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Fund Firms Seek Ways to Attract Young Talent


As the nation's workforce trends younger and younger, asset management companies are joining other industries in trying to think outside the box toward attracting the next generation of fund managers, managing directors and other key employees.

With millennnials making up 36% of the nation's workforce, according to U.S. Bureau of Labor Statistics, setting up incentives that go beyond just traditional salary will become increasingly important for hiring managers, says Tom McMullen, rewards practice leader at global consulting firm Hay Group. McMullen says an increasing number of companies are detailing the entire reward package with prospective hires in addition to compensation.

"A competitive compensation and benefits package gets a company a ticket to the race," says McMullen. "It is the total rewards portfolio that helps a company win the race with this group."

McMullen also emphasizes how the way a young employee's day-to-day workflow are designed can be critical to whether they come on board an asset management firm or not. Hay Group has conducted studies across many sectors in recent years, including with asset management, that have shown employees' comfort level at firms in terms of liking their work responsibilities and hours can often be just as important as compensation.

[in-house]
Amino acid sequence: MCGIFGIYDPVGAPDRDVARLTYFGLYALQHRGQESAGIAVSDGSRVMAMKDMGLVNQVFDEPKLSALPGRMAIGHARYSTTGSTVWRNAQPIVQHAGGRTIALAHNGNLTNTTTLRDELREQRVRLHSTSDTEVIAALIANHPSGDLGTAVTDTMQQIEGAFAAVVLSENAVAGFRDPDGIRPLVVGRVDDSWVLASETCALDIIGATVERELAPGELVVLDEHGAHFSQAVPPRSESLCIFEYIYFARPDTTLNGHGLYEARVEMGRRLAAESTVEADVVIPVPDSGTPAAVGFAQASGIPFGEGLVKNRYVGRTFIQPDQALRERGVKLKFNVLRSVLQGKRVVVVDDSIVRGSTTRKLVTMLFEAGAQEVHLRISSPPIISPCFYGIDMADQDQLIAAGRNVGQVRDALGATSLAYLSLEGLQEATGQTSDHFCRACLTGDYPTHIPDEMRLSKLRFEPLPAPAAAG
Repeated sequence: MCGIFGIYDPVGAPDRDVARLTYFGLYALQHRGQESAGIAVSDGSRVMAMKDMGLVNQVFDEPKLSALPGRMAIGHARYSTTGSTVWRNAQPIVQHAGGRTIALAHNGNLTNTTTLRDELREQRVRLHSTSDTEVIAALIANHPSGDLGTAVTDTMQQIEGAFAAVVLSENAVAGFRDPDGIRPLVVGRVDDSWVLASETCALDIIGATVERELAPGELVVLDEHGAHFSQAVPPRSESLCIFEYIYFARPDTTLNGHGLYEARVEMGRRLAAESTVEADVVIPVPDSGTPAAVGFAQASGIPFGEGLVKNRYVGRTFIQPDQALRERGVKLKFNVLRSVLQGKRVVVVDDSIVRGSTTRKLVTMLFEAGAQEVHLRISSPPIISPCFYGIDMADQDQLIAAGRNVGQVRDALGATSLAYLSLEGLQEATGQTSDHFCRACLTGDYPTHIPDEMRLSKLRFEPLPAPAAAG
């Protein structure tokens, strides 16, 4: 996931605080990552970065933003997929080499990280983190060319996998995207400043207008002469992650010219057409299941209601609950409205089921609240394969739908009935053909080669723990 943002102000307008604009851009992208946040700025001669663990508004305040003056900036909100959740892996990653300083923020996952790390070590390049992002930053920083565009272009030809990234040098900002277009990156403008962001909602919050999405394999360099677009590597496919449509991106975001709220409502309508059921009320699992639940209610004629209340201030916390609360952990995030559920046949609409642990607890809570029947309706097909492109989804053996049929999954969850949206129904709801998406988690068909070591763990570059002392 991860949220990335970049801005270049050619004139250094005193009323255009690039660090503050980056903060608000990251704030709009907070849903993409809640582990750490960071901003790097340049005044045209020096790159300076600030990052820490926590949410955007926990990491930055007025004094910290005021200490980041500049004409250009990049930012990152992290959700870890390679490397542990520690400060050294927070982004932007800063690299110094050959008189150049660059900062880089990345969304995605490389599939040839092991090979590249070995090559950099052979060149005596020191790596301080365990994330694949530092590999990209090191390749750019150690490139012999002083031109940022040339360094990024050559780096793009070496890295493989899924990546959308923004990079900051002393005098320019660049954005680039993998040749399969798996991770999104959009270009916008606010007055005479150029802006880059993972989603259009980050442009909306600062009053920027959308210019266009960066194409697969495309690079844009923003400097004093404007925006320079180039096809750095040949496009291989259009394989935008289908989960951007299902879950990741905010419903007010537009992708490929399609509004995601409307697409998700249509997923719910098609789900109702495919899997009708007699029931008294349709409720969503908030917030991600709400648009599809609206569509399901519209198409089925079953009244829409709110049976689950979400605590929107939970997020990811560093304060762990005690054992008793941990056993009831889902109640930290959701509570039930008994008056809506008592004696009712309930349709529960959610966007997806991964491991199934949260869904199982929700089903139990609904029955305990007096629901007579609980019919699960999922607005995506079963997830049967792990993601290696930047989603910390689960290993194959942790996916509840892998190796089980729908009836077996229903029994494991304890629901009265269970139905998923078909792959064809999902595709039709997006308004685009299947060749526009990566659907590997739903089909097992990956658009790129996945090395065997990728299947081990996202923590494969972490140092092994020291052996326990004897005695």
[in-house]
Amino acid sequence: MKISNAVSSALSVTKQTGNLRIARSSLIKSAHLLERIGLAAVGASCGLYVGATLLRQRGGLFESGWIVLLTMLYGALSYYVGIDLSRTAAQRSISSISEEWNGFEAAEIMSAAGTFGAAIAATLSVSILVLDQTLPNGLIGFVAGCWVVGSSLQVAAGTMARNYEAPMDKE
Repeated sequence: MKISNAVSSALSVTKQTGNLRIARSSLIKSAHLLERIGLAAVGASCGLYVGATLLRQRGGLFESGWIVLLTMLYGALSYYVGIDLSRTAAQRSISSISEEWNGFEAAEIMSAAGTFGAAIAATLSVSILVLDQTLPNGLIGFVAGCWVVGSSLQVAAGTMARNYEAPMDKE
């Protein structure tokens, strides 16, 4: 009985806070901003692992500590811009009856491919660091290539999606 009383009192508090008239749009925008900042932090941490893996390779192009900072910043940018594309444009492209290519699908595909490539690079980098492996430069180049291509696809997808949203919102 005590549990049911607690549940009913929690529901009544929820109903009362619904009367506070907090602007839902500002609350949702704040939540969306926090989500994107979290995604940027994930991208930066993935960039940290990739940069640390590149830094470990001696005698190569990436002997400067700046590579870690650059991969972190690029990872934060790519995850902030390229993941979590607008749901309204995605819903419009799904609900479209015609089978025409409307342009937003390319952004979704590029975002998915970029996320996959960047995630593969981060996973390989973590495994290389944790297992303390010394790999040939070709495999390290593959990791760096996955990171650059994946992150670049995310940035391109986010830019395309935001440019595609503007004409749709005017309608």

"Meaningful and interesting work is a key driver for today's talent, who tend to want to make an immediate impact in the organization along with ample opportunities to learn and develop," says McMullen. "Showcasing the organization's training and development program, onboarding programs and career development programs resonate with prospective talent."

Below are responses from some leaders of asset management companies on how their firms are working to attract today's young talent:

Mark Leary, chief human resources officer, MFS Investments

"MFS is able to attract younger talent to the industry in various ways. Of note, we participate with Northeastern University's co-op program, which provides six-month hands-on experience for college-age students across MFS. In the investment area, we have an MBA program, where master's candidates work at MFS for the summer, participate as members of our global research team, following companies and making investment recommendations. We encourage MFS employees as alums to actively recruit on college campuses for job candidates within the investments area. MFS has been a sponsor of women-oriented college campus activities as well, including the Simmons College Women's Leadership Forum, Mass. Conference for Women and The Cornell Women & Investing Conference. We have even sponsored a women's-only investing challenge at Harvard Business School.MFS works with and supports organizations like The Posse Foundation, The Robert Toigo Foundation and Year Up to reach out to diverse groups of talented high school and college students for summer internships. MFS also support through corporate sponsorship Squash Busters, an organization that exposes youth to the game of squash and provides mentoring and scholarship opportunities for disadvantaged youth."